Renal ultrasound findings are small to normal-sized kidneys, increased echogenicity, reduced corticomedullary differentiation, and – in 50% of individuals – renal cyst formation on the corticomedullary border later in the disease course. In some instances, the bladder (but not the urinary tract) is dilated as a result of chronic polyuria.

Histologic findings (which might be of interest should a renal biopsy have been obtained but are not necessary to make the diagnosis of NPH) include tubulointerstitial fibrosis, thickened and disrupted tubular basement membranes, and sporadic corticomedullary cysts [Braun & Hildebrandt 2017]. Focal segmental glomerulosclerosis is a nonspecific finding in advanced stages of kidney disease.


The term "nephronophthisis-related ciliopathies (NPH-RC)" is used to describe isolated nephronophthisis, nephronophthisis with extrarenal features that do not constitute a recognizable syndrome, and syndromic nephronophthisis.

The term "ciliopathy" refers to the group of disorders characterized by defects in the formation or function of primary cilia, signaling organelles present on the surface of nearly all cell types.

This chapter focuses on clinical features of NPH in NPH-RC. For the purpose of this overview, the genetic causes of NPH-RC are limited to genes classified as NPHP genes; the more than 90 genetic causes of syndromic NPH-RC are not included [Braun & Hildebrandt 2017]. Note: XPNPEP3 and SLC41A1, genes involved in an NPH-like phenotype, also fall outside the scope of this review (see Differential Diagnosis) [O'Toole et al 2010, Hurd et al 2013, Alizadeh et al 2020].

2. Genetic Causes of Nephronophthisis-Related Ciliopathies

At the time of the initial presentation, approximately 80%-90% of individuals with nephronophthisis (NPH) appear to have isolated NPH (i.e., all evident clinical findings are secondary to kidney dysfunction), and approximately 10%-20% of individuals have extrarenal manifestations that can be indicative of a syndrome (e.g., Bardet-Biedl syndrome and Joubert syndrome). With time, some individuals who originally presented with apparent isolated NPH will manifest syndromic features.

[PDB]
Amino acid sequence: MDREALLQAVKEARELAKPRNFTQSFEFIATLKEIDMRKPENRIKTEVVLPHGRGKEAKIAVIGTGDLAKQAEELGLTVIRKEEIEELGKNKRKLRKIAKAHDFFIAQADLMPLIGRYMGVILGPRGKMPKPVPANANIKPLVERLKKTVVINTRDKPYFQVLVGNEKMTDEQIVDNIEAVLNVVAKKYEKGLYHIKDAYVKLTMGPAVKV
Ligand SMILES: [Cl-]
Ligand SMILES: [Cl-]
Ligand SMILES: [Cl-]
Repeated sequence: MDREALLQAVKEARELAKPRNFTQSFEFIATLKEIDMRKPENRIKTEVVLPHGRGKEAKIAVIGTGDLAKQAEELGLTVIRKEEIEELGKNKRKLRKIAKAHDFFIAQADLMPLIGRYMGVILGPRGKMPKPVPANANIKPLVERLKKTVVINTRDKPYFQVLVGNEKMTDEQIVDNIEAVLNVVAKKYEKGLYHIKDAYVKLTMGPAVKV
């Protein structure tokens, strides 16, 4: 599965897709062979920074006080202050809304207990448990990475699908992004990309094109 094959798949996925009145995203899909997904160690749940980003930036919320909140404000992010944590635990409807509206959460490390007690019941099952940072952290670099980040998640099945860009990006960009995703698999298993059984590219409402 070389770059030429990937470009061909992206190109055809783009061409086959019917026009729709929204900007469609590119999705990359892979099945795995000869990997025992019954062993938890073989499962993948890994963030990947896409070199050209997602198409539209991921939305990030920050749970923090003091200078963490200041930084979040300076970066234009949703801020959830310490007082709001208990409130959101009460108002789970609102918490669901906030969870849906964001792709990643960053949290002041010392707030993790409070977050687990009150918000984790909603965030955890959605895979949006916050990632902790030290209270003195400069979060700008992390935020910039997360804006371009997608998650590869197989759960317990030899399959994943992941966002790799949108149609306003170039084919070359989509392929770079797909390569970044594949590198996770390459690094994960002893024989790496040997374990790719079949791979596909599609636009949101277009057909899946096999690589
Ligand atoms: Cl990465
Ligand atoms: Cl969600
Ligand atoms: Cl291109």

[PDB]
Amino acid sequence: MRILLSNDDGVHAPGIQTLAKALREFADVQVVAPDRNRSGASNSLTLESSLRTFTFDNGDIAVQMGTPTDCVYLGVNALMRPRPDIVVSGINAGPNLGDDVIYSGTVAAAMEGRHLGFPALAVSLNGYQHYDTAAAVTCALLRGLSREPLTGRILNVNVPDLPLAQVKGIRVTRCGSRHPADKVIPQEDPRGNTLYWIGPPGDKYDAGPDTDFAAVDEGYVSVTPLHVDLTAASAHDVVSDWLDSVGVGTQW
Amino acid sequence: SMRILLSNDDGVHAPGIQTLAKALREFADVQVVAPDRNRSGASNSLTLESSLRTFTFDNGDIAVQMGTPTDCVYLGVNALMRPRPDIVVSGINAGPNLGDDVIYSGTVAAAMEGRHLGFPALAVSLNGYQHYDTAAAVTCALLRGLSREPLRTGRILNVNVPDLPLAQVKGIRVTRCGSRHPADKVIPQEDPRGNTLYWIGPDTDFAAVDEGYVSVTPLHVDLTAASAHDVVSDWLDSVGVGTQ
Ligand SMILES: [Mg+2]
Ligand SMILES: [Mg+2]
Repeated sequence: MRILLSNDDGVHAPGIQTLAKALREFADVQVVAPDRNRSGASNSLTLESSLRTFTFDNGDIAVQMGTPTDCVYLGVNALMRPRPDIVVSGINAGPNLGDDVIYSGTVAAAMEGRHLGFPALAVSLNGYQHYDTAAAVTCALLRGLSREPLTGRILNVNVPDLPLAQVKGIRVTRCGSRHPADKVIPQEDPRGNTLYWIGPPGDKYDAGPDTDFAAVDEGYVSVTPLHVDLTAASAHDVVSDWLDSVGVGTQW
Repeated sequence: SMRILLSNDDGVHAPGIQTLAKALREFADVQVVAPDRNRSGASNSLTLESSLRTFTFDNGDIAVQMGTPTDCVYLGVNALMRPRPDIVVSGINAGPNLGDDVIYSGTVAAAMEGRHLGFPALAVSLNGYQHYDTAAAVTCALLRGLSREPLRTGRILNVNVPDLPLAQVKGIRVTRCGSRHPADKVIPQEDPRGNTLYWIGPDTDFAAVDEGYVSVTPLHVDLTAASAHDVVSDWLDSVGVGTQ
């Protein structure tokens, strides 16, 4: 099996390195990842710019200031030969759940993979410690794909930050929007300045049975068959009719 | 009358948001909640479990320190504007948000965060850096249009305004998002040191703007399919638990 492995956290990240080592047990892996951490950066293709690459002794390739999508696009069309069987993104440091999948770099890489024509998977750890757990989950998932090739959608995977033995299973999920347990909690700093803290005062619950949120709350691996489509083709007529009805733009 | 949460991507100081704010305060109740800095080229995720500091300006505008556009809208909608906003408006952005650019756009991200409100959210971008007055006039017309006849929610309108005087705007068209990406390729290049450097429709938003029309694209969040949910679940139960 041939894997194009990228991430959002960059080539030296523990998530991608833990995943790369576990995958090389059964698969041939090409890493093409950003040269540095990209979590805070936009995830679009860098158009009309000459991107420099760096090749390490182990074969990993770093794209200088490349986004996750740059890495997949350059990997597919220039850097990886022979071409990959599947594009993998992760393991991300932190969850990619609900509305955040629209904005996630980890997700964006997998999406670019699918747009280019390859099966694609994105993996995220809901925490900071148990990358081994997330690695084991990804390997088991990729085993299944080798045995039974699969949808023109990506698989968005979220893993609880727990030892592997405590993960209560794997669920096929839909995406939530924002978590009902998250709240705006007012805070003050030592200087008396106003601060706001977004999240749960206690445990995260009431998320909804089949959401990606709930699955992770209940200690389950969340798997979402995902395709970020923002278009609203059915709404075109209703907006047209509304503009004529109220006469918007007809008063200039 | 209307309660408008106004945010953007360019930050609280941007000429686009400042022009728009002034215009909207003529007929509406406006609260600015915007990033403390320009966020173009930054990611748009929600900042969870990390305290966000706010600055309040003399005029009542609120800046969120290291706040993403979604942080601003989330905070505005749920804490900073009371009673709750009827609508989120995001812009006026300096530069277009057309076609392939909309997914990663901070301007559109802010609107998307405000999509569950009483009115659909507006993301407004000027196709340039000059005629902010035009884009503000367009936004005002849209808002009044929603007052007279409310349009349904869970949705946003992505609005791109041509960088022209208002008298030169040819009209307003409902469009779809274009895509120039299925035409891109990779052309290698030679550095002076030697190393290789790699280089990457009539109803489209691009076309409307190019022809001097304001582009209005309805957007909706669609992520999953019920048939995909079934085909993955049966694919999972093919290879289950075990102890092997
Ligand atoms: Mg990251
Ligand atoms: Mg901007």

Biallelic pathogenic variants in one of the 21 genes included in Table 1 can be detected in 50%-60% of individuals with NPH [Braun & Hildebrandt 2017].

Table 1.

Genes Classified as NPHP Genes

Gene 1, 2Locus% of All NPH 3NPH Subtype(s) 4Extrarenal Features 3, 5
Most common genes
NPHP1 NPHP1 20%-25%Juvenile, adultRP, neurologic involvement, liver dz
NPHP4 NPHP4 3%-4%Juvenile, adultRP, neurologic involvement, liver dz, CHD (all infrequent)
CEP290 NPHP6 2%-3%Infantile, juvenile, adultRP, neurologic involvement, liver dz, Leber congenital amaurosis
IQCB1 NPHP5 2%-3%Juvenile, adultRP (in all persons), Leber congenital amaurosis, neurologic involvement
TMEM67 NPHP11 2%-3%Infantile, juvenile, adultRP, neurologic involvement, liver dz, polydactyly 6
INVS NPHP2 1%-2%Infantile, juvenileRP, neurologic involvement, liver dz, situs inversus, 7 CHD
NPHP3 NPHP3 1%-2%Infantile, juvenile, adultRP, neurologic involvement, liver dz, situs inversus, CHD
Less common genes
ADAMTS9 NPHP21 <1%Infantile, juvenileDeafness, short stature, DD
ANKS6 NPHP16 <1%Infantile, juvenile, adultNeurologic involvement, liver dz, situs inversus, CHD
CEP83 NPHP18 <1%Infantile, juvenileRP, neurologic involvement, liver dz
CEP164 NPHP15 <1%JuvenileRP, neurologic involvement, liver disease, Leber congenital amaurosis, polydactyly 6
DCDC2 NPHP19 <1%JuvenileLiver dz, deafness
GLIS2 NPHP7 <1%Juvenile
IFT172 NPHP17 <1%Infantile, juvenile, adultRP, neurologic involvement, liver dz, skeletal anomalies, 8 polydactyly